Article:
Siemens Energy (NYSE: SI) has acquired a minority stake in Britain's Marine Current Turbines, a developer of tidal current energy turbines.
Financial terms of the deal were not disclosed.
With the acquisition of just less than 10%, Siemens is marking its entrance into the ocean power market, which has the potential to provide up to 200 gigawatts of power worldwide by 2025 according to a recent report.
Marine current turbines generate electricity by utilizing water flows such as tidal currents. The turbine is fixed on a pile and is driven by the flow of the tides. This technology effectively is similar to an underwater wind turbine. The rotor blades are not driven by wind power but by marine currents. The water has an energy density of more than 800 times that of wind. Twin rotors rotate with the movement of the tidal flow and pitch through 180 degrees to optimally track tidal current direction and speed. The key advantage is that the generated power is predictable in the tidal cycle.
Marine Current Turbines has already implemented its first commercial demonstrator project SeaGen in Strangford Lough in Northern Ireland. Since November 2008, two axial turbines with a combined capacity of 1.2 megawatts (MW) have been feeding power into the grid to supply about 1500 homes.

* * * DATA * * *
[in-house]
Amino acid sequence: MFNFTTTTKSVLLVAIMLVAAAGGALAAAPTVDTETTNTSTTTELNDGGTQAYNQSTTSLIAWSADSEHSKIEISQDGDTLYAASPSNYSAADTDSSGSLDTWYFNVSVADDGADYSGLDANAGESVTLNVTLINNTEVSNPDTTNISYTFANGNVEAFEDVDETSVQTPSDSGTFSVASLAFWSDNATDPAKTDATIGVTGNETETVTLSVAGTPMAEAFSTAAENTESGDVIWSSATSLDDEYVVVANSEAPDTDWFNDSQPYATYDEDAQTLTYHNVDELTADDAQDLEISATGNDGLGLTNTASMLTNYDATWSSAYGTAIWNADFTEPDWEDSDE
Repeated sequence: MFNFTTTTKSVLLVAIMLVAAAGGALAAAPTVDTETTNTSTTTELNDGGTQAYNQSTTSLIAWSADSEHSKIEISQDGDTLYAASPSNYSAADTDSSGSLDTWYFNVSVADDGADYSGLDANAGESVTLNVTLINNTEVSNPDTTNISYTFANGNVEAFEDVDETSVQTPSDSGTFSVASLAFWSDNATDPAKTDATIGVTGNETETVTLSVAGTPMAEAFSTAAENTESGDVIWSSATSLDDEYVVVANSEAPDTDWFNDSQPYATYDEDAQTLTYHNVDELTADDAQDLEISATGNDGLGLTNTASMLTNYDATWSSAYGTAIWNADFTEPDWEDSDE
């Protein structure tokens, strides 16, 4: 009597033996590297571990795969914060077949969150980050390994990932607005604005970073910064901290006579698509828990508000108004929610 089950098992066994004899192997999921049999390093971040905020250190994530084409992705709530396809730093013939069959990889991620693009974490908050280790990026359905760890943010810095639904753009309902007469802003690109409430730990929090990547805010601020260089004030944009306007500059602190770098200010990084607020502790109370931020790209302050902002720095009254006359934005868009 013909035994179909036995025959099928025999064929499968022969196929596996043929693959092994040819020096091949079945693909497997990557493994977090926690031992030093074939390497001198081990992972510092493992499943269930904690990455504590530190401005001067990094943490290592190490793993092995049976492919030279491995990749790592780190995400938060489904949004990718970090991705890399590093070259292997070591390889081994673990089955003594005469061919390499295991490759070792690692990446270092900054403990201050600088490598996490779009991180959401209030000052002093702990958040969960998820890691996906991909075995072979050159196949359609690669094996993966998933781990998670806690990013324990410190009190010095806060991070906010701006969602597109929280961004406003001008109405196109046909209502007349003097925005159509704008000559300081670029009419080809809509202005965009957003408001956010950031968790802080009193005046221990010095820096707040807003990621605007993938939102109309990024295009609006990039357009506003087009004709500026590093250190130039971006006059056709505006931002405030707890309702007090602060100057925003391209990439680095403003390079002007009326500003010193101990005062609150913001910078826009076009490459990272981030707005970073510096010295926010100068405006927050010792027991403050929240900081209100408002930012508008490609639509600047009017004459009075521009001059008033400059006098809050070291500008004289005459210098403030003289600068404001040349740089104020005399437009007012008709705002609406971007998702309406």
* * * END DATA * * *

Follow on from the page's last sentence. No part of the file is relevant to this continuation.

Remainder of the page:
Suitable sites are essential for the success of such projects. In particular, coastal regions with strong tidal currents such as those in the UK, Ireland, Canada, France and East Asia, offer major potential for this ecofriendly power generation technology. Tidal power stations are part of the Green Grid plan for the North Sea. Nine European countries are planning to connect renewable power generation sources like wind, tidal or hydro power to a HVDC underwater energy grid in the North Sea.
Martin Wright, Managing Director of Marine Current Turbines said: "Siemens' investment in MCT underlines the significant commercial potential that exists for tidal energy across the globe, and enables us to draw upon the company's extensive knowledge and experience in turbine generation technology."
Marine Current Turbines Ltd was established in 2000. The company has its first commercial demonstrator project SeaGen in Strangford Lough in Northern Ireland and it is working on a deployment in Canada's Bay of Fundy with Canadian company, Minas Bay Pulp & Power. Since February 2008, the company has partnered RWE npower on plans to develop a tidal farm in waters off Anglesey, North Wales. Other shareholders include Carbon Trust Investments (since December 2009), EDF Energy, ESB International and Bank Invest.
Last month the US Department of Energy released a report examining the potential environmental impacts of ocean energy development.
Disclosure: no positions